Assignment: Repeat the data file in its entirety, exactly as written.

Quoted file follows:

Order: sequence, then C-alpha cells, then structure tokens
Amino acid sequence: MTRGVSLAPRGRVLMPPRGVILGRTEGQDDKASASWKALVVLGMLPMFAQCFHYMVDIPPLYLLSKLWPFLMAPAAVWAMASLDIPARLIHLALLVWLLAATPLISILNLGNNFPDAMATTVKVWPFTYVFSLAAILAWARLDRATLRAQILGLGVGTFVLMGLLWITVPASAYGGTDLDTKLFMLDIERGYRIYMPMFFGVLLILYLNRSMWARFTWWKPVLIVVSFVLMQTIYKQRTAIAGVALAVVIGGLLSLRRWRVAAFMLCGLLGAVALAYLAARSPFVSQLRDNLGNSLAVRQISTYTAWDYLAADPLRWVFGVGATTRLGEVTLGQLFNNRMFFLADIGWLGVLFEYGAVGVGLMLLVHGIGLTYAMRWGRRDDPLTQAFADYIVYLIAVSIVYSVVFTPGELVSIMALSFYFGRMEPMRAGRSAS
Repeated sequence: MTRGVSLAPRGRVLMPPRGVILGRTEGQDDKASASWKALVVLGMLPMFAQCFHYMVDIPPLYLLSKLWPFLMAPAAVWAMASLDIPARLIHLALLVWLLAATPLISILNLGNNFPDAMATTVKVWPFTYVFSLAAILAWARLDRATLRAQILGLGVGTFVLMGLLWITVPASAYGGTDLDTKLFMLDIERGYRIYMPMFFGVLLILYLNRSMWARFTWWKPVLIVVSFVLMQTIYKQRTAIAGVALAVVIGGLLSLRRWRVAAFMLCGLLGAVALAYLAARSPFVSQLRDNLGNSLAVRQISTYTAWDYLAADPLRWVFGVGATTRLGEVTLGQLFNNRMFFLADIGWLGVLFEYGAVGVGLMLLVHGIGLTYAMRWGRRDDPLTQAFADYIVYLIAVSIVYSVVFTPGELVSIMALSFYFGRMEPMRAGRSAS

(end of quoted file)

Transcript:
Order: sequence, then C-alpha cells, then structure tokens
Amino acid sequence: MTRGVSLAPRGRVLMPPRGVILGRTEGQDDKASASWKALVVLGMLPMFAQCFHYMVDIPPLYLLSKLWPFLMAPAAVWAMASLDIPARLIHLALLVWLLAATPLISILNLGNNFPDAMATTVKVWPFTYVFSLAAILAWARLDRATLRAQILGLGVGTFVLMGLLWITVPASAYGGTDLDTKLFMLDIERGYRIYMPMFFGVLLILYLNRSMWARFTWWKPVLIVVSFVLMQTIYKQRTAIAGVALAVVIGGLLSLRRWRVAAFMLCGLLGAVALAYLAARSPFVSQLRDNLGNSLAVRQISTYTAWDYLAADPLRWVFGVGATTRLGEVTLGQLFNNRMFFLADIGWLGVLFEYGAVGVGLMLLVHGIGLTYAMRWGRRDDPLTQAFADYIVYLIAVSIVYSVVFTPGELVSIMALSFYFGRMEPMRAGRSAS
Repeated sequence: MTRGVSLAPRGRVLMPPRGVILGRTEGQDDKASASWKALVVLGMLPMFAQCFHYMVDIPPLYLLSKLWPFLMAPAAVWAMASLDIPARLIHLALLVWLLAATPLISILNLGNNFPDAMATTVKVWPFTYVFSLAAILAWARLDRATLRAQILGLGVGTFVLMGLLWITVPASAYGGTDLDTKLFMLDIERGYRIYMPMFFGVLLILYLNRSMWARFTWWKPVLIVVSFVLMQTIYKQRTAIAGVALAVVIGGLLSLRRWRVAAFMLCGLLGAVALAYLAARSPFVSQLRDNLGNSLAVRQISTYTAWDYLAADPLRWVFGVGATTRLGEVTLGQLFNNRMFFLADIGWLGVLFEYGAVGVGLMLLVHGIGLTYAMRWGRRDDPLTQAFADYIVYLIAVSIVYSVVFTPGELVSIMALSFYFGRMEPMRAGRSAS